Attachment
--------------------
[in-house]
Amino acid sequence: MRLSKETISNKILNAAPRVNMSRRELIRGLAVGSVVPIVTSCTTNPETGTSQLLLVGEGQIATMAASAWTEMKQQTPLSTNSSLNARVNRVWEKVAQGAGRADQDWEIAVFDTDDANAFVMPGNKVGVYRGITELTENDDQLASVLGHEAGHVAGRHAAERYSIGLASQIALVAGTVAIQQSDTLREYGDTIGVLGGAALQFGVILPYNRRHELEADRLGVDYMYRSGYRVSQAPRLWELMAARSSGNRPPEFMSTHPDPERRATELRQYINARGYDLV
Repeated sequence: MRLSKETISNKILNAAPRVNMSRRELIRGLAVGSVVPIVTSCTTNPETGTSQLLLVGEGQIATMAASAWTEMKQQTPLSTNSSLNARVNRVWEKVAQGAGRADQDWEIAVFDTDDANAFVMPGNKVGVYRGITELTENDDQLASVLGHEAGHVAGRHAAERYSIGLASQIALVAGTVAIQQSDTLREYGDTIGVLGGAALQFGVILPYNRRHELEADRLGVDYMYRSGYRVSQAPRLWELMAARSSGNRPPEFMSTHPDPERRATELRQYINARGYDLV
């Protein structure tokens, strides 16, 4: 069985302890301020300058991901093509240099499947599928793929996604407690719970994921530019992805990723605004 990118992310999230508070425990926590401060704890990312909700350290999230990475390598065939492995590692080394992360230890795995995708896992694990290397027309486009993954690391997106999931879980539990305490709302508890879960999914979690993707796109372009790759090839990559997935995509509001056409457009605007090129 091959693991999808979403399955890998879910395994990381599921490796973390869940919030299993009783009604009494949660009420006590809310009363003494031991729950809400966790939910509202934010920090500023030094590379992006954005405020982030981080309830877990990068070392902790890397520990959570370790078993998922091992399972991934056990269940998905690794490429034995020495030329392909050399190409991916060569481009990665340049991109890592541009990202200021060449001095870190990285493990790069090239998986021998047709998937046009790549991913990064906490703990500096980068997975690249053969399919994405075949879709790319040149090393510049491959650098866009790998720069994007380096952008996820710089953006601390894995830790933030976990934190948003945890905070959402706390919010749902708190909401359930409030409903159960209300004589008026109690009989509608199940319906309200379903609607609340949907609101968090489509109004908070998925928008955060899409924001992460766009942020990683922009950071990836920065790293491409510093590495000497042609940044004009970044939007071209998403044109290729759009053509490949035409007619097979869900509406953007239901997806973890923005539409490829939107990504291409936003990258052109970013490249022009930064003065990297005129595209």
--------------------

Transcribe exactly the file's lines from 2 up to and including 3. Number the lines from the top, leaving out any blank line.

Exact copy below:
Amino acid sequence: MRLSKETISNKILNAAPRVNMSRRELIRGLAVGSVVPIVTSCTTNPETGTSQLLLVGEGQIATMAASAWTEMKQQTPLSTNSSLNARVNRVWEKVAQGAGRADQDWEIAVFDTDDANAFVMPGNKVGVYRGITELTENDDQLASVLGHEAGHVAGRHAAERYSIGLASQIALVAGTVAIQQSDTLREYGDTIGVLGGAALQFGVILPYNRRHELEADRLGVDYMYRSGYRVSQAPRLWELMAARSSGNRPPEFMSTHPDPERRATELRQYINARGYDLV
Repeated sequence: MRLSKETISNKILNAAPRVNMSRRELIRGLAVGSVVPIVTSCTTNPETGTSQLLLVGEGQIATMAASAWTEMKQQTPLSTNSSLNARVNRVWEKVAQGAGRADQDWEIAVFDTDDANAFVMPGNKVGVYRGITELTENDDQLASVLGHEAGHVAGRHAAERYSIGLASQIALVAGTVAIQQSDTLREYGDTIGVLGGAALQFGVILPYNRRHELEADRLGVDYMYRSGYRVSQAPRLWELMAARSSGNRPPEFMSTHPDPERRATELRQYINARGYDLV